Drama – An Essential Tool For Your Child’s Future
As both a student and a parent, we see so much emphasis put on extra-curricular activities for children to build skills for later in life. We want our children to learn to work well in teams as well as alone, to be creative yet structured, tactical but spontaneous. So why are we constantly overlooking the arts? Why is Drama such an important extra-curricular activity for your child’s future?
Child and young adulthood is full of self-development and self-exploration. Particularly in the teenage years from many teens tend to shut off and can often experience a lot of self-doubt, lack of confidence and self-esteem, stage presence is one of the very few talents that can effectively combat this. Opening yourself up to performing in front of an audience of friends, family and other students will build confidence to help young adults not only navigate the challenges of tween and teenage years, but further on through life and into the workforce.
Teamwork makes the dream work! Whether rehearsing lines, character development, partaking in a production, actors will learn very quickly that they all must work together along with backstage and production crew to reach an end goal. No matter where they go in life, working efficiently in a team will be an integral part of their lives.
3. Cultural Diversity
The performing arts celebrates diversity more effectively than many other activities. Often it is challenging the norm is the engine that powers creativity. Productions help students to interact with other students from different backgrounds and performance that can tell stories from all around the world. Cultures and values differ from each region in the world and what better way to get to know each that to interact on a weekly or daily basis telling stories from each.
Have you ever wished you had learned how to make yourself heard better? Have you sat in a meeting and wondered how to present your viewpoint with more conviction and to be more concise? For a character to become realistic and believable, performers need to learn to project and annunciate, perfecting intonation, their diction and delivery. So, when the time comes for your child to start attending job interviews, this essential skill will feel completely natural. Success!
Nothing is worse than giving your absolute all for something and not succeeding to your end goal. But do we let ourselves get caught up on the things we didn’t get, or do we brush ourselves off and try again? Auditions are the same. We learn to brush ourselves off, nail our ensemble role being a great team player along the way, and then try again for the next lead role.
6. Self Discipline
People always point directly to a career in the defence force to instil some self-discipline. Theatre is not a walk in the park. If you want to instil the discipline of hard work and time management to your children, the arts is the best direction. You spend countless hours learning lines, perfecting character profiles, building sets and costumes, rehearsing after school and on the weekends, add in managing your social life also. And have you heard the expression “The Show Must Go On”? It doesn’t matter if you are feeling ill or not in the mood, there is a paying audience who deserves to see your best. Now there’s a recipe for a lifelong lesson in discipline!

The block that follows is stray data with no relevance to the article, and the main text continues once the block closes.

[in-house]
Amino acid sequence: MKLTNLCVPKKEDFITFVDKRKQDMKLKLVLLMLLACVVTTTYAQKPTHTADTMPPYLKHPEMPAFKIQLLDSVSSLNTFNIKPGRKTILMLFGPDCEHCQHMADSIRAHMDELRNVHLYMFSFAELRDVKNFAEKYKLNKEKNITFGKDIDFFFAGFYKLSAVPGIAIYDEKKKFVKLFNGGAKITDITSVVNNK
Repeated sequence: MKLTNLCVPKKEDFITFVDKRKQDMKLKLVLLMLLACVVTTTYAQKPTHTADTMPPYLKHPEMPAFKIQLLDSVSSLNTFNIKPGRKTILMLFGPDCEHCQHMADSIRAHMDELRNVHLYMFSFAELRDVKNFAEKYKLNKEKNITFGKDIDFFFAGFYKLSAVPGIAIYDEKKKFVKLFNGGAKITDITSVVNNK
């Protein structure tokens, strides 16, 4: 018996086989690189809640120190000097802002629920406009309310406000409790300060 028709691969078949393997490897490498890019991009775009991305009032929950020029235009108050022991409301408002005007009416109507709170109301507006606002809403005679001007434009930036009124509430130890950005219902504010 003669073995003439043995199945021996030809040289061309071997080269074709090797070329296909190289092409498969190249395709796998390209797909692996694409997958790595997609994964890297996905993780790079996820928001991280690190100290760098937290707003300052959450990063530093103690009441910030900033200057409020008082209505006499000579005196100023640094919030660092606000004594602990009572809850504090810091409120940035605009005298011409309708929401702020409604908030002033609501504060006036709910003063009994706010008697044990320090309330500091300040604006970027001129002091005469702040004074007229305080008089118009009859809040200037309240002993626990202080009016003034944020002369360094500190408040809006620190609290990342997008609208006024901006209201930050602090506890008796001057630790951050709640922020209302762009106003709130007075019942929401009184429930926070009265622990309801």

7. Emotional Intelligence
Emotional intelligence is a key driver of both personal and professional success. Being an actor isn’t just about pretending to be someone else. It’s about understanding emotions so you can articulate these to the audience, as well as interact believably with your fellow performers. “Emotional intelligence is essentially the way you perceive, understand, express, and manage emotions. And it’s important because the more you understand these aspects of yourself, the better your mental health and social behaviour will be…improved emotional intelligence can be very useful in all sorts of circumstances – be it in work, at home, in school, or even when you’re just socialising with your friends.” The Conversation, April 2017 Professor Jose M. Mestre & Associate Professor Kimberly A Barchard.
Not much else will help you grow quicker than constructive criticism. Learning how to understand constructive criticism is a key after each rehearsal. Performers will almost always receive feedback from casting director to better themselves for next time. No excuses, just a “thank you” and an immense amount of self-improvement.
Too often in life we get stuck in our “safety net”, when many times our schools and employers are seeking out those who can and will take calculated risks. To be noticed for leading roles and appreciated by directors, performers always need to be prepared, to take instruction and act on it accordingly, but also know when the time is right to take a risk and do that extra little something that separates them from the crowd.
10. Fun, Fun, Fun!
You put in what you get out! If you have fun through the process leading towards a production and love what you’re doing the hard work and pay-off is immense! You’ll never experience the same day twice, you’ll develop relationships, friendships, and skills to last a lifetime. Onwards and upwards for creativity and the arts!